A flood control program that will not be finished for another 25 years prevented widespread disaster from storms that in two hours dumped nearly as much rain as the city usually gets all year, according to flood experts.
The $1.4 billion project is only 20 percent complete, but if Thursday's storm had happened a few years ago, "it would have been a disaster to end all disasters," Las Vegas Mayor Oscar Goodman said Friday.
Two deaths were blamed on the flash floods that swamped cars, destroyed three mobile homes and damaged a casino, businesses and homes throughout the Las Vegas area. Three inches of rain fell in an area that averages 4.1 inches a year.
Police and firefighters rescued 163 people from raging waters. Eight of those rescues were by helicopter.
"I can't begin to estimate what would have happened if these flood controls were not in place," said Gale Fraser, general manager of the Clark County Regional Flood Control District. "I know it would have been a lot worse. Prior to our being here, there was no place for that water to go."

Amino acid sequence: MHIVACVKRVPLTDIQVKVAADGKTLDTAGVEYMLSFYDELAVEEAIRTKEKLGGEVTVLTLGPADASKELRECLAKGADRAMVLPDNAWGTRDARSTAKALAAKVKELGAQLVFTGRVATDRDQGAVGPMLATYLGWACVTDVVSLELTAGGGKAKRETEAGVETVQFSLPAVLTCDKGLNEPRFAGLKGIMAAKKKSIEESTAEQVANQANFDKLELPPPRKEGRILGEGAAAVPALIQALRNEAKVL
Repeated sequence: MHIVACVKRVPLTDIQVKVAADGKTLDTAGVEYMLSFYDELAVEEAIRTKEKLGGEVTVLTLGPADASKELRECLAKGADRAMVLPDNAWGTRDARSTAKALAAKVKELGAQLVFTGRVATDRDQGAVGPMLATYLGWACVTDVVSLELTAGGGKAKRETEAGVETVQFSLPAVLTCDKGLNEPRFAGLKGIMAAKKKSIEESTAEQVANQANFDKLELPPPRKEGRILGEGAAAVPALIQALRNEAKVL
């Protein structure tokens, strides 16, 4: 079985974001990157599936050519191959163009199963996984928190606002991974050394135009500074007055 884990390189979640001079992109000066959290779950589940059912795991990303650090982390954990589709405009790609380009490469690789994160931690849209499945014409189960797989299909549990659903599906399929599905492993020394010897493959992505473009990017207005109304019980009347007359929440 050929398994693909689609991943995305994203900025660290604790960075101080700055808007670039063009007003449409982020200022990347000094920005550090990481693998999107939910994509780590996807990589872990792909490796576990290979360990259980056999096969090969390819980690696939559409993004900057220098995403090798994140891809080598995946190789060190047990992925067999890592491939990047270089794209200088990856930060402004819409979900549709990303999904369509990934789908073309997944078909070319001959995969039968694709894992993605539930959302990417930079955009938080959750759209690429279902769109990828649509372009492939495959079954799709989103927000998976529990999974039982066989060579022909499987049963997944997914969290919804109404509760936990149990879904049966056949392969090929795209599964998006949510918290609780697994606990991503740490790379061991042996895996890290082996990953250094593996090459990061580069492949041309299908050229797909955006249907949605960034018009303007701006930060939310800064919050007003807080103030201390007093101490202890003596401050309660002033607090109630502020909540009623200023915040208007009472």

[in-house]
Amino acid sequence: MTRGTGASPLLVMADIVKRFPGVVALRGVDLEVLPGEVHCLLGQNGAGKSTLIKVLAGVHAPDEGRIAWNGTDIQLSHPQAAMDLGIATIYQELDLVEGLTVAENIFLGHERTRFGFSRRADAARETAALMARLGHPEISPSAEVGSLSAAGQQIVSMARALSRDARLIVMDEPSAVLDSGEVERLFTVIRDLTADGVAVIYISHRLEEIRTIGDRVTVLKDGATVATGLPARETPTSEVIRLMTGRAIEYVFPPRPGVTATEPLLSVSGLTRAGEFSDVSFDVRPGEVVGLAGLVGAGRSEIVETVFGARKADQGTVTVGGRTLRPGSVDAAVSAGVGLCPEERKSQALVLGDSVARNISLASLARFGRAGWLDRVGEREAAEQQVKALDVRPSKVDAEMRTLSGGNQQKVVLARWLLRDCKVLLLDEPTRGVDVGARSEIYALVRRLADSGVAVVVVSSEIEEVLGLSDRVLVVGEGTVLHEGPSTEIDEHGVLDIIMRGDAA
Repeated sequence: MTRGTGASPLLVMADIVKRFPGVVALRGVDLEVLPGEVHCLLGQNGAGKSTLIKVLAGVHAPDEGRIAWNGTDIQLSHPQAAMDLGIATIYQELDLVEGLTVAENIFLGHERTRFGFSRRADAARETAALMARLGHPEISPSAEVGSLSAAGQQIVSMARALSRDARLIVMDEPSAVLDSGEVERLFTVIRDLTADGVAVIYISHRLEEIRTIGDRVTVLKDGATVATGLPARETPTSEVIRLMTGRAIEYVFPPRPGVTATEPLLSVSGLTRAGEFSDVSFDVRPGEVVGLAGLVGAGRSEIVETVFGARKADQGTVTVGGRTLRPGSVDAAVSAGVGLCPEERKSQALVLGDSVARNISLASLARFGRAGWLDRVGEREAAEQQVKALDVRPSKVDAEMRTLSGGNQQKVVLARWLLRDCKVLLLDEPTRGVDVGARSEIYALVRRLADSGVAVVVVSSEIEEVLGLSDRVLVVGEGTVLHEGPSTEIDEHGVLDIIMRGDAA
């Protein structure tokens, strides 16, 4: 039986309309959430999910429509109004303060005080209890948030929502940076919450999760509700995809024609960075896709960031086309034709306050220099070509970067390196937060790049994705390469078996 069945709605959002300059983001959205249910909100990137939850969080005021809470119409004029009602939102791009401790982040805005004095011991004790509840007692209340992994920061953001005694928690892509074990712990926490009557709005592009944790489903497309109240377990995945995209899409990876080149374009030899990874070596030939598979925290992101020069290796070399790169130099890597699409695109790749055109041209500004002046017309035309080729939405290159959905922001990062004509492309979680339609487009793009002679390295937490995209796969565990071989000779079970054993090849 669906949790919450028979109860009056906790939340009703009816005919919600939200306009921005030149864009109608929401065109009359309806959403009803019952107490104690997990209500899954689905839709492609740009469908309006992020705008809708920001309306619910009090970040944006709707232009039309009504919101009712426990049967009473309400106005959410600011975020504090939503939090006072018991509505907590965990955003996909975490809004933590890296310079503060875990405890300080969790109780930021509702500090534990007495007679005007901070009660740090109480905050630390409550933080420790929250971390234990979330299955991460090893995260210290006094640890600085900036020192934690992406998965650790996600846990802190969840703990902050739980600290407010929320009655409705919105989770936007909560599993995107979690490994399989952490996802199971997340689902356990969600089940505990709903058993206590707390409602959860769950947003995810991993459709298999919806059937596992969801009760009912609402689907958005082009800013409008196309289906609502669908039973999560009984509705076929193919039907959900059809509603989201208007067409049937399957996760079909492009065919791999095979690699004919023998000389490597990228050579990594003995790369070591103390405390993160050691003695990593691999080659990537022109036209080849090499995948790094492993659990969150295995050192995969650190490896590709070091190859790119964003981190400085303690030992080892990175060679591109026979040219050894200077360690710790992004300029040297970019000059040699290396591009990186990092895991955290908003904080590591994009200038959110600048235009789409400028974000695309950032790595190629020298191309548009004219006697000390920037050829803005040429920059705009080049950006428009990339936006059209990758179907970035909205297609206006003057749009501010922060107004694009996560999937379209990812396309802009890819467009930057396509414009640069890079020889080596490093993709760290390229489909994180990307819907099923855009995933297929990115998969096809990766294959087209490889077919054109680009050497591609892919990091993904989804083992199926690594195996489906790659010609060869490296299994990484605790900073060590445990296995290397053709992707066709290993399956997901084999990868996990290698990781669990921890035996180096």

The system consists of 30 massive flood detention basins ranging in size from 10 acres to 80 acres. Fraser said one of the basins collected water equal to an amount that would cover a 400-feet-deep football field.
"That water would have run rampant through the valley," Fraser said.
The basins collect water pouring off mountains surrounding the city, then release it slowly along channels and into Lake Mead.
The flood control project was initiated after devastating floods in 1975 and 1984. About $400 million has been spent so far, and another $1 billion worth of work is planned.
Summer floods are not unusual here, where a downpour of an inch or more can swamp streets and fill usually dry washes that crisscross the valley. Thursday's flood damaged a section of Caesars Palace, forcing operators to close part of its casino until midday Friday.